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April 30, 2018 | by  | in Opinion VUWSA |
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Throughout my ordeal with an eating disorder and recovery, I longed to be “normal”. I wished I could go through my day and not be preoccupied with the thought of food. I wished I could wipe all my knowledge of calories and eat without a care in the world. I was envious of my friends who could eat a chocolate bar without the need to psychoanalyze the decision.

This year I was talking to my flatmate about my desire to be “normal”.  I had just eaten a lot for dinner and dessert. I felt full. Uncomfortably full. My mind was suddenly swimming with negative thoughts about my body. My eyes filled with tears and I asked her, “why can’t I be normal…why can’t I be more like you?” She erupted in laughter and quickly launched in to give me a hug. “Trust me I am not normal!” she said. “No one is”.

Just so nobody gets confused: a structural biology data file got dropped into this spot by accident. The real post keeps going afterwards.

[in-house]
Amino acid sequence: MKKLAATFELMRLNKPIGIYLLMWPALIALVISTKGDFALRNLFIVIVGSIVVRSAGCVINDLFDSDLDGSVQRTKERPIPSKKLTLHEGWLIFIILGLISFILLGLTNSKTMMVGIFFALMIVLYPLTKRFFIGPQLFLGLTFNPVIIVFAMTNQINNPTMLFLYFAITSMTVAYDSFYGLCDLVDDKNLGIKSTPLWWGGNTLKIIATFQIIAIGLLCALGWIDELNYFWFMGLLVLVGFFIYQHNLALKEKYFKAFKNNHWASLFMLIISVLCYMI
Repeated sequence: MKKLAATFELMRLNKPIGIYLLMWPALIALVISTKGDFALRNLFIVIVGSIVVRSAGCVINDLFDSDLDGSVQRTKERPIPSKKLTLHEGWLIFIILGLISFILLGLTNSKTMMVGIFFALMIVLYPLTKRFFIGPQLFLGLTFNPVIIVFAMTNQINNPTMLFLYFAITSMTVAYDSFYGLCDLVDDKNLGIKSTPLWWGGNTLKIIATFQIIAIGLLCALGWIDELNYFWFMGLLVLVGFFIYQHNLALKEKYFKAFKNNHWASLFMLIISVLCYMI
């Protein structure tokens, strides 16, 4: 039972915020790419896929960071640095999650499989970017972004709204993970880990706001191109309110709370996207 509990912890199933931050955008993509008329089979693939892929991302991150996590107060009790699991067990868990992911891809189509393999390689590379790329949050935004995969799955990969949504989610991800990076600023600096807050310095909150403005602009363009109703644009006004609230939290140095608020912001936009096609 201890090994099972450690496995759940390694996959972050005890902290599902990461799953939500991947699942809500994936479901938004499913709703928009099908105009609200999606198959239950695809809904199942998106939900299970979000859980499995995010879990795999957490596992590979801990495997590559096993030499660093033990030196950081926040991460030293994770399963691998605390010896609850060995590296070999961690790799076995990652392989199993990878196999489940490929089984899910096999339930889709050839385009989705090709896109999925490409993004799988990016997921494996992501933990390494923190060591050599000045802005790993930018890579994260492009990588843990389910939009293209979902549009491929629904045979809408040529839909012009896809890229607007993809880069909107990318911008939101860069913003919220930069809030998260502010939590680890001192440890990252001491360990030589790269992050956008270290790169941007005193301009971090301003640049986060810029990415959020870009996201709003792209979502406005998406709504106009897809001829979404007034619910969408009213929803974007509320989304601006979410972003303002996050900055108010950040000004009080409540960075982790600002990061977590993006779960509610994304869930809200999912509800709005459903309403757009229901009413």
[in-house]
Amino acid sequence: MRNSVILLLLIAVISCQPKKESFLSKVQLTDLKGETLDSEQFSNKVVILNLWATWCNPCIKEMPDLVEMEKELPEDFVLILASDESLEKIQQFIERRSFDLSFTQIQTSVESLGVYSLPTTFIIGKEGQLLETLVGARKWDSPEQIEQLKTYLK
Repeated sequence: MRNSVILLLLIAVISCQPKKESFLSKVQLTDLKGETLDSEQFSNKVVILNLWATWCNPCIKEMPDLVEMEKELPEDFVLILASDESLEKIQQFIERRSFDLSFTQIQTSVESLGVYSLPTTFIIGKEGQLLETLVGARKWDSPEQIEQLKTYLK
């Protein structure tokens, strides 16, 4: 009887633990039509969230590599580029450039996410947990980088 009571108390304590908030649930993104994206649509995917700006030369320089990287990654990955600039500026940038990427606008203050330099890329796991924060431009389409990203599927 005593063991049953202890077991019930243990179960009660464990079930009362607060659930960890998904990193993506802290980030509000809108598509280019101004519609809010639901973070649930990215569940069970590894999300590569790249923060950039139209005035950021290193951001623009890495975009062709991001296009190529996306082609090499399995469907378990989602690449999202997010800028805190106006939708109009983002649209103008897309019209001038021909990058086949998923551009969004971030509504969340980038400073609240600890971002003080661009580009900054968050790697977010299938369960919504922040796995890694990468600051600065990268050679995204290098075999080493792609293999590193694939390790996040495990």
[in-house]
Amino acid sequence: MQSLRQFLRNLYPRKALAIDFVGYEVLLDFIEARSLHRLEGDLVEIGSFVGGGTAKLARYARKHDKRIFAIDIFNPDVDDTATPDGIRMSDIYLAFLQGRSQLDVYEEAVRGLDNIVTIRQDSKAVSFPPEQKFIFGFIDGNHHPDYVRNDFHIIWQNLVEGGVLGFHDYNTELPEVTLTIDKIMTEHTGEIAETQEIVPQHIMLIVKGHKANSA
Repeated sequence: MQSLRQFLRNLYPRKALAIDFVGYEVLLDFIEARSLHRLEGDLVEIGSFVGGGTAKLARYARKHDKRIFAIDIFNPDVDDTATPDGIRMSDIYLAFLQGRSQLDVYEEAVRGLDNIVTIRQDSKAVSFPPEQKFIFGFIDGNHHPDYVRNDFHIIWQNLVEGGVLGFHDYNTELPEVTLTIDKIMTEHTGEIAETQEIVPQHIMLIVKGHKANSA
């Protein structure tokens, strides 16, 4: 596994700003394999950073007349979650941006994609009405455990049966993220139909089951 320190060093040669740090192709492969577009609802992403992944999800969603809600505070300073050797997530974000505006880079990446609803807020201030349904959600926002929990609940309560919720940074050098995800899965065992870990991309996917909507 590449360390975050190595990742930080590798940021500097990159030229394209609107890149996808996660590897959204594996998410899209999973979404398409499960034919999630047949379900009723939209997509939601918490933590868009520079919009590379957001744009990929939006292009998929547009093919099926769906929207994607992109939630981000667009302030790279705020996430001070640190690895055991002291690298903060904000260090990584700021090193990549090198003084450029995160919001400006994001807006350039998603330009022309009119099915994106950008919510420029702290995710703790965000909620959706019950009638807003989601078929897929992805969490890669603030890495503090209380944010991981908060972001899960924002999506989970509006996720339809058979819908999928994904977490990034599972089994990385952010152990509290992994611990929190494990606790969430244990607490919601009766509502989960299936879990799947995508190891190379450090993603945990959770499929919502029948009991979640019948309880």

This is the thing I am slowly learning to understand. Everyone has their own issues, no matter how perfect their lives seem to be.

At university it is hard not to feel like you’re the only one who hasn’t got their shit together.  Newsflash: no one does! There is a tendency for us to hide our feelings and struggles, which only aids the façade of perfection.

There is great strength in vulnerability and honesty. So if you are going through a tough time, talk to someone – a trusted friend, family member, or university counselor. The chances are, you are not the only one.

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He Tāonga

:   I wanted to write this piece, in order to connect to all tauira within the University, with the hope that we can all remind ourselves that we are a part of an environment which is valuable, no matter our culture, our beliefs or our skin colour. The ultimate purpose of this